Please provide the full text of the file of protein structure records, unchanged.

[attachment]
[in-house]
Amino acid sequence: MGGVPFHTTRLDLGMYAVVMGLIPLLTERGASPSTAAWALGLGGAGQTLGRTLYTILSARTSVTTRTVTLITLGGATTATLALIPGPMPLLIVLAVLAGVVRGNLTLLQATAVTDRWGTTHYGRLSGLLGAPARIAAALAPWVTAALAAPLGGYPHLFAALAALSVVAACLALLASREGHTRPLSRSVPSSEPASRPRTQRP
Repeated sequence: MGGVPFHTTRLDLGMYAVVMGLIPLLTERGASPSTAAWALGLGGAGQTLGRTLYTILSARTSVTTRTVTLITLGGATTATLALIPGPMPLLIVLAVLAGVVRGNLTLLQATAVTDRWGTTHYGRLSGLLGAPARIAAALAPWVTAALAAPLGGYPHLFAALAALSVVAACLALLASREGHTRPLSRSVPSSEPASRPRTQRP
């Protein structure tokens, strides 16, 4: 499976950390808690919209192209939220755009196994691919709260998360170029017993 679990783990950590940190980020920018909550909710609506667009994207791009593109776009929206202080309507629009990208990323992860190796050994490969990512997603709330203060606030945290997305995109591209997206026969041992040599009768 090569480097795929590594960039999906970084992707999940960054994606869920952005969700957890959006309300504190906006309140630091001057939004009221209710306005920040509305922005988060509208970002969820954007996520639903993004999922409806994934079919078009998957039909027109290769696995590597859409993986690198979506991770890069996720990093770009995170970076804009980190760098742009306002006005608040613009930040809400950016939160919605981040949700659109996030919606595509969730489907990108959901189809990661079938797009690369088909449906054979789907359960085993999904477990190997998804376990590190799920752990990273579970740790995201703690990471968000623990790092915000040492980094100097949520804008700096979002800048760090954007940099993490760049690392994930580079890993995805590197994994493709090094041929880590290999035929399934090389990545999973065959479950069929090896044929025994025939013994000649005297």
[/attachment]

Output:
[in-house]
Amino acid sequence: MGGVPFHTTRLDLGMYAVVMGLIPLLTERGASPSTAAWALGLGGAGQTLGRTLYTILSARTSVTTRTVTLITLGGATTATLALIPGPMPLLIVLAVLAGVVRGNLTLLQATAVTDRWGTTHYGRLSGLLGAPARIAAALAPWVTAALAAPLGGYPHLFAALAALSVVAACLALLASREGHTRPLSRSVPSSEPASRPRTQRP
Repeated sequence: MGGVPFHTTRLDLGMYAVVMGLIPLLTERGASPSTAAWALGLGGAGQTLGRTLYTILSARTSVTTRTVTLITLGGATTATLALIPGPMPLLIVLAVLAGVVRGNLTLLQATAVTDRWGTTHYGRLSGLLGAPARIAAALAPWVTAALAAPLGGYPHLFAALAALSVVAACLALLASREGHTRPLSRSVPSSEPASRPRTQRP
């Protein structure tokens, strides 16, 4: 499976950390808690919209192209939220755009196994691919709260998360170029017993 679990783990950590940190980020920018909550909710609506667009994207791009593109776009929206202080309507629009990208990323992860190796050994490969990512997603709330203060606030945290997305995109591209997206026969041992040599009768 090569480097795929590594960039999906970084992707999940960054994606869920952005969700957890959006309300504190906006309140630091001057939004009221209710306005920040509305922005988060509208970002969820954007996520639903993004999922409806994934079919078009998957039909027109290769696995590597859409993986690198979506991770890069996720990093770009995170970076804009980190760098742009306002006005608040613009930040809400950016939160919605981040949700659109996030919606595509969730489907990108959901189809990661079938797009690369088909449906054979789907359960085993999904477990190997998804376990590190799920752990990273579970740790995201703690990471968000623990790092915000040492980094100097949520804008700096979002800048760090954007940099993490760049690392994930580079890993995805590197994994493709090094041929880590290999035929399934090389990545999973065959479950069929090896044929025994025939013994000649005297």